“Making Ministering Meaningful,” Liahona, January 2022
It’s easy to wonder if our ministering is making a difference, especially when we’re facing our own struggles.
In my pre-wheelchair stage of life, I loved seeing a clipboard come around in Relief Society. I often signed up to give service. It was a way to show my willingness “to bear one another’s burdens” (Mosiah 18:8).
It wasn’t the clipboard’s fault I couldn’t sign up anymore. In fact, I couldn’t sign my name at all. Because of my disability, I couldn’t even hold the clipboard. No one expected me to sign it. But, oh, how I wanted to! Service encircles us with God’s love and connects us to others. I desperately needed that feeling of connection myself.
Because I needed people to help care for me, my service didn’t seem worth the effort it would require of others to help me. That clipboard became a reminder of what I could no longer do—at least until my ministering sister saw my longing.
She asked me what I would like to do to serve, not just what I needed done for me. Then she signed my name on the clipboard. She came to my home and helped me make the meals I’d volunteered to prepare for others. She never suggested that I was in need of so much help myself that I shouldn’t be trying to help others. She was happy to spend time with me.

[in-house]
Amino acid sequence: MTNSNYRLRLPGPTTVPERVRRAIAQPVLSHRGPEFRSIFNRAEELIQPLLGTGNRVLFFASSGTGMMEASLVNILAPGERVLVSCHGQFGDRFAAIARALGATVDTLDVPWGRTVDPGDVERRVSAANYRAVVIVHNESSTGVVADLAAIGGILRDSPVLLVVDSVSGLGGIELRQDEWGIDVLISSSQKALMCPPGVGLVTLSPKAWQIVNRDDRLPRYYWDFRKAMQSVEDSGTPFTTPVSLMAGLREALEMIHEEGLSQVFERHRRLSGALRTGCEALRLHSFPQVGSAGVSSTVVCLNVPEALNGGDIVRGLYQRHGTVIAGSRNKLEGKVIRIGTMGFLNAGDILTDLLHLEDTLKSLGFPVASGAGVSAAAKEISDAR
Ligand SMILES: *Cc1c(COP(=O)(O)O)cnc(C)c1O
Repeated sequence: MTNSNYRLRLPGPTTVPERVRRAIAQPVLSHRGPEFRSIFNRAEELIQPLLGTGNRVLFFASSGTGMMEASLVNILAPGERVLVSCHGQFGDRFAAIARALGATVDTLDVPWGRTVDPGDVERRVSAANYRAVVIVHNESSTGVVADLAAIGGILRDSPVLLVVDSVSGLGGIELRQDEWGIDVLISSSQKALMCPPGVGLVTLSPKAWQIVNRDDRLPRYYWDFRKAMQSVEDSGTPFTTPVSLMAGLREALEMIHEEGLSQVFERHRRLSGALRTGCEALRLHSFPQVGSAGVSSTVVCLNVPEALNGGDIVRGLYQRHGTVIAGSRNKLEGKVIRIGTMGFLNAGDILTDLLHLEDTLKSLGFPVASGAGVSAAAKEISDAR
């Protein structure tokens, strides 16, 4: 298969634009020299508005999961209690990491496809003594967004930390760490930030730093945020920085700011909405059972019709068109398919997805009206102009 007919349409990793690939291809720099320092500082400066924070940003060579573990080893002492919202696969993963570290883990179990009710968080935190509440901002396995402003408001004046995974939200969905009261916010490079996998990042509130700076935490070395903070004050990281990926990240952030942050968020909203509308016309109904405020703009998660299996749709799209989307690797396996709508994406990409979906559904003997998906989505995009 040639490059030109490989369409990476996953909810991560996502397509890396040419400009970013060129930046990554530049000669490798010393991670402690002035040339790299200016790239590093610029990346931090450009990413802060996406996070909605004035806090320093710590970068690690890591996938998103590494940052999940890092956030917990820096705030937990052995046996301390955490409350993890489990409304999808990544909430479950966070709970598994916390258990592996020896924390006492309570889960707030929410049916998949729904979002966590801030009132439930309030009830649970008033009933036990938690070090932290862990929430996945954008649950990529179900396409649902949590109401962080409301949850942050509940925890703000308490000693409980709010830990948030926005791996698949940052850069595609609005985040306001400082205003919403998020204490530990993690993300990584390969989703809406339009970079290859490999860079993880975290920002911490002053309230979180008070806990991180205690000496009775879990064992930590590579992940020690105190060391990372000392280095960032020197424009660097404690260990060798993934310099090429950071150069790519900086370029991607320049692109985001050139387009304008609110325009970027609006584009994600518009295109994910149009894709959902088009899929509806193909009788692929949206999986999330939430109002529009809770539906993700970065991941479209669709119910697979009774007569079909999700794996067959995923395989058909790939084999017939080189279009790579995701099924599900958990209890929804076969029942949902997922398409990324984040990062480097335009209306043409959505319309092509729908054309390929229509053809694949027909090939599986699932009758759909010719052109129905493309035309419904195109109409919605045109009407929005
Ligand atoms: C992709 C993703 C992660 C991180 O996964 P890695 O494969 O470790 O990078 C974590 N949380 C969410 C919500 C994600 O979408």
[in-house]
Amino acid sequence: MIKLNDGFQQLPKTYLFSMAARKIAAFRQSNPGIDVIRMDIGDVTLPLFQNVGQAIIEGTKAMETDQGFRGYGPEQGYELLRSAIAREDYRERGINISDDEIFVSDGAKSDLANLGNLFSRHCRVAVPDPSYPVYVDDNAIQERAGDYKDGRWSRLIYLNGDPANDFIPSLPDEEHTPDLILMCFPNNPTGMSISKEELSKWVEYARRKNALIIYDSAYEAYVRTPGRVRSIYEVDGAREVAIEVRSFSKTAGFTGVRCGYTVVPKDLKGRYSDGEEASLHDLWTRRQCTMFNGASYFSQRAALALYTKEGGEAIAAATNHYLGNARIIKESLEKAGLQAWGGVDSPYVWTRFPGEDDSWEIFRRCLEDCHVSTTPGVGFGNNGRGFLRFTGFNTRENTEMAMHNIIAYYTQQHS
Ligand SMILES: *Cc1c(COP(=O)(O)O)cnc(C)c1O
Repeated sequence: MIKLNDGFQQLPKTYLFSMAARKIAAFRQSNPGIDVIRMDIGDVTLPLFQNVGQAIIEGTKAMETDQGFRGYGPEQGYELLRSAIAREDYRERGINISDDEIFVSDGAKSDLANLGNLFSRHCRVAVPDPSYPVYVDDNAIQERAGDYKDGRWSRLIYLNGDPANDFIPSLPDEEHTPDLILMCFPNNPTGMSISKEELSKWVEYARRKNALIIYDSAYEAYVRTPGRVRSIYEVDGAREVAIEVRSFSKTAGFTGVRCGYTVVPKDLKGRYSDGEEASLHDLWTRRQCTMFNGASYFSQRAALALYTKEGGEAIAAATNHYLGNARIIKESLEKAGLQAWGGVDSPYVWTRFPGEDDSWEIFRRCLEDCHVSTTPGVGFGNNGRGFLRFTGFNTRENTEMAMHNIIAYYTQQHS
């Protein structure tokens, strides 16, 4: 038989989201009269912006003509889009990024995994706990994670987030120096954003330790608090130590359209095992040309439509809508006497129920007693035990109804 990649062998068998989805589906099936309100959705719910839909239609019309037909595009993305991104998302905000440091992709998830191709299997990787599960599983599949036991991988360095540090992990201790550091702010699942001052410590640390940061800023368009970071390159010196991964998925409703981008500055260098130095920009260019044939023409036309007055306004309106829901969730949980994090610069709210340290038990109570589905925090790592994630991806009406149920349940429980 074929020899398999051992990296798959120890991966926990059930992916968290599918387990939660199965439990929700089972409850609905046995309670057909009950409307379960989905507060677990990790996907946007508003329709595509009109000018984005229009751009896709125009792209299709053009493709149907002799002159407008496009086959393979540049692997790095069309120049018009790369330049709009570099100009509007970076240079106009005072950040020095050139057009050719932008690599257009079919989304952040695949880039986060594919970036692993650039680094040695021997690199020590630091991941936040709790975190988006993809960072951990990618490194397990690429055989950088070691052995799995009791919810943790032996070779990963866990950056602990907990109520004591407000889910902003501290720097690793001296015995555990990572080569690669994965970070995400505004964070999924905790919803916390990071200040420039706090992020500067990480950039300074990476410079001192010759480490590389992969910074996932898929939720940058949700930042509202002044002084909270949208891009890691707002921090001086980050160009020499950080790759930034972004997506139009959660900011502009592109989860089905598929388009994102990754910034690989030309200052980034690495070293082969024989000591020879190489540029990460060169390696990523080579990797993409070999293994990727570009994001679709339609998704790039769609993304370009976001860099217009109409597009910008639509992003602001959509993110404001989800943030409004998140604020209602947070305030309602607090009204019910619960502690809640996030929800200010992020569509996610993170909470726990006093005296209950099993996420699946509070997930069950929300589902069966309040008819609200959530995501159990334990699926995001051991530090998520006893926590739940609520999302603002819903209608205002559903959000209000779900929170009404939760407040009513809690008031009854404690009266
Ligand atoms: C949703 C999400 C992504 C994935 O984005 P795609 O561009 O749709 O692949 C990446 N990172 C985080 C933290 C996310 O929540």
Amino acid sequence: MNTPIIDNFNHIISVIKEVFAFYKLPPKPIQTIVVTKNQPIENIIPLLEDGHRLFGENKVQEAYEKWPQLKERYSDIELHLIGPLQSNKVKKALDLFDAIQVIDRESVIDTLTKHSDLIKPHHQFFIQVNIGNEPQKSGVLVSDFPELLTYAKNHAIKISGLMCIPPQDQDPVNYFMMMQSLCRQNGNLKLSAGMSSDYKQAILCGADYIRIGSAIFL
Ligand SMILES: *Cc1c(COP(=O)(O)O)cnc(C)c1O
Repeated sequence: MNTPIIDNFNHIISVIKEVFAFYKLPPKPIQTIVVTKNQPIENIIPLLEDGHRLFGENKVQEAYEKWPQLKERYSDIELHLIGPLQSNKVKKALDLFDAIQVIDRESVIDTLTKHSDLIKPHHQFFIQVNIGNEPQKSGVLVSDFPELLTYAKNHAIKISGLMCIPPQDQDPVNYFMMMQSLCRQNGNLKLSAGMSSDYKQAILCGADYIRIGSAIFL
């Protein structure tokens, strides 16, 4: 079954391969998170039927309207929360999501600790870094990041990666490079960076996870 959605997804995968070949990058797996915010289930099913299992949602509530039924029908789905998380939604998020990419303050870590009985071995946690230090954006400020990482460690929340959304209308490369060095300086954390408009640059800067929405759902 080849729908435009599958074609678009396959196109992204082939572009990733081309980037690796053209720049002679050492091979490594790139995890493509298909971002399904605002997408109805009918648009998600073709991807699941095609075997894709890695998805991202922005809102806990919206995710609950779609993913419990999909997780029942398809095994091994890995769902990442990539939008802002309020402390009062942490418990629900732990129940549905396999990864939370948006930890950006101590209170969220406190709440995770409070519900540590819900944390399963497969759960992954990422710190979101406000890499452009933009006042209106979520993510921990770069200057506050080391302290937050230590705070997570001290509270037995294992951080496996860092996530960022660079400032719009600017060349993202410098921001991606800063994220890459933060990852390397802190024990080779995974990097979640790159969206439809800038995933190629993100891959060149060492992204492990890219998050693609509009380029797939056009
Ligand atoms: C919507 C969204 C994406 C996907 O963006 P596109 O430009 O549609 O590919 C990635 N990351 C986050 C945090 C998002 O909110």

In the end, I realized my efforts were worth it. With my ministering sister’s help, I was able to do something. Whether or not that something meant anything to anyone else, it made a difference to me. Though it didn’t directly benefit my family or heal my body, it helped heal my heart.
It’s common to feel inadequate to do the work of the Lord. The prophet Enoch felt that way too. When the Lord commanded him to call the people to repentance, he worried because he was “but a lad, and all the people hate me; for I am slow of speech” (Moses 6:31).
But the Lord promised that He would be with Enoch and that His Spirit would be upon him, and “all thy words will I justify; … therefore,” He invited, “walk with me” (Moses 6:34).
Enoch was obedient to what the Lord commanded, and he became a great influence on the people, not because of his own power but because of “the power of the language which God had given him” (Moses 7:13).
If you wonder if your ministering is meaningful, consider these principles:
Understanding ministering and its purposes will help us judge our efforts more accurately.
Ministering is about more than building stronger relationships; it’s about helping others strengthen their relationship with the Savior.1
Ministering is not just an assignment; it’s how we live our covenants to serve Him by caring for one another.
Ministering doesn’t follow a predetermined format. It stretches us as we adapt to the situation and seek inspiration to minister as the Savior would.
Understanding how God sees our ministering can change our perspective.
When our desire is good and we make a real effort, our ministering is meaningful to Him (see Doctrine and Covenants 4:2, 5).
Instead of worrying about what you don’t think you can do, prayerfully consider what you can do. Then act. As you act in the Lord’s name, He can magnify your efforts and use them to bless you and others (see 2 Nephi 32:9).